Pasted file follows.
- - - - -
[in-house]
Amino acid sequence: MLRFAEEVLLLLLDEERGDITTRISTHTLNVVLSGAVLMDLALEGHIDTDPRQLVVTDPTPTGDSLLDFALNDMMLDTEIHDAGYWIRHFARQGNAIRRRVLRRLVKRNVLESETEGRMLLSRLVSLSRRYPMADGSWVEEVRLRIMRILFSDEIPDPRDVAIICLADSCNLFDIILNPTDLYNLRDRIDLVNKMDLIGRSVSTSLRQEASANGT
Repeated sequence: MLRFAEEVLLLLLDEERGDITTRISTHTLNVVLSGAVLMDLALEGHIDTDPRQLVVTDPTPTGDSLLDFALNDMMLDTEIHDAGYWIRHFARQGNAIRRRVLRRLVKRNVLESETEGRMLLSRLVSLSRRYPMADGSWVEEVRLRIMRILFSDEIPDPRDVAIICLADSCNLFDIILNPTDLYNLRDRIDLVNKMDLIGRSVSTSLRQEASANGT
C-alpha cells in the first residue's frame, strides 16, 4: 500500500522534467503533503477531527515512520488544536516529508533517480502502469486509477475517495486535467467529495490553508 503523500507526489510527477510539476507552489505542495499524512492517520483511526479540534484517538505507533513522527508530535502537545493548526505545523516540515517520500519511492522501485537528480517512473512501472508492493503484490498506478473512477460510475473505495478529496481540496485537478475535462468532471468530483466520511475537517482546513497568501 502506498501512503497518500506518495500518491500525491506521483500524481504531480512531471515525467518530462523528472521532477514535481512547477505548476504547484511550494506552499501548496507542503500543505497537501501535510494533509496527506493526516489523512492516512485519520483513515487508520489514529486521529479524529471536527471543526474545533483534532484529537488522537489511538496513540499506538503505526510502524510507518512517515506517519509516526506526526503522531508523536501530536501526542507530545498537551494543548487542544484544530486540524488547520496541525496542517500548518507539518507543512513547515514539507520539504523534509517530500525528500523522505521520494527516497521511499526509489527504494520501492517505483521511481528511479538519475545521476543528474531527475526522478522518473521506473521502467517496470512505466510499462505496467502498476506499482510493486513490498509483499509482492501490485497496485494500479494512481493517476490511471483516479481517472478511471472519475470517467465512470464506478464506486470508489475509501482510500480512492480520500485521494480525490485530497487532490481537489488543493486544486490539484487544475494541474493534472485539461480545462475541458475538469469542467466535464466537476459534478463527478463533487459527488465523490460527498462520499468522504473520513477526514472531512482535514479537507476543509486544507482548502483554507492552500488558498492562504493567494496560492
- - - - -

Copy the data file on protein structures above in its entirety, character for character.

[in-house]
Amino acid sequence: MLRFAEEVLLLLLDEERGDITTRISTHTLNVVLSGAVLMDLALEGHIDTDPRQLVVTDPTPTGDSLLDFALNDMMLDTEIHDAGYWIRHFARQGNAIRRRVLRRLVKRNVLESETEGRMLLSRLVSLSRRYPMADGSWVEEVRLRIMRILFSDEIPDPRDVAIICLADSCNLFDIILNPTDLYNLRDRIDLVNKMDLIGRSVSTSLRQEASANGT
Repeated sequence: MLRFAEEVLLLLLDEERGDITTRISTHTLNVVLSGAVLMDLALEGHIDTDPRQLVVTDPTPTGDSLLDFALNDMMLDTEIHDAGYWIRHFARQGNAIRRRVLRRLVKRNVLESETEGRMLLSRLVSLSRRYPMADGSWVEEVRLRIMRILFSDEIPDPRDVAIICLADSCNLFDIILNPTDLYNLRDRIDLVNKMDLIGRSVSTSLRQEASANGT
C-alpha cells in the first residue's frame, strides 16, 4: 500500500522534467503533503477531527515512520488544536516529508533517480502502469486509477475517495486535467467529495490553508 503523500507526489510527477510539476507552489505542495499524512492517520483511526479540534484517538505507533513522527508530535502537545493548526505545523516540515517520500519511492522501485537528480517512473512501472508492493503484490498506478473512477460510475473505495478529496481540496485537478475535462468532471468530483466520511475537517482546513497568501 502506498501512503497518500506518495500518491500525491506521483500524481504531480512531471515525467518530462523528472521532477514535481512547477505548476504547484511550494506552499501548496507542503500543505497537501501535510494533509496527506493526516489523512492516512485519520483513515487508520489514529486521529479524529471536527471543526474545533483534532484529537488522537489511538496513540499506538503505526510502524510507518512517515506517519509516526506526526503522531508523536501530536501526542507530545498537551494543548487542544484544530486540524488547520496541525496542517500548518507539518507543512513547515514539507520539504523534509517530500525528500523522505521520494527516497521511499526509489527504494520501492517505483521511481528511479538519475545521476543528474531527475526522478522518473521506473521502467517496470512505466510499462505496467502498476506499482510493486513490498509483499509482492501490485497496485494500479494512481493517476490511471483516479481517472478511471472519475470517467465512470464506478464506486470508489475509501482510500480512492480520500485521494480525490485530497487532490481537489488543493486544486490539484487544475494541474493534472485539461480545462475541458475538469469542467466535464466537476459534478463527478463533487459527488465523490460527498462520499468522504473520513477526514472531512482535514479537507476543509486544507482548502483554507492552500488558498492562504493567494496560492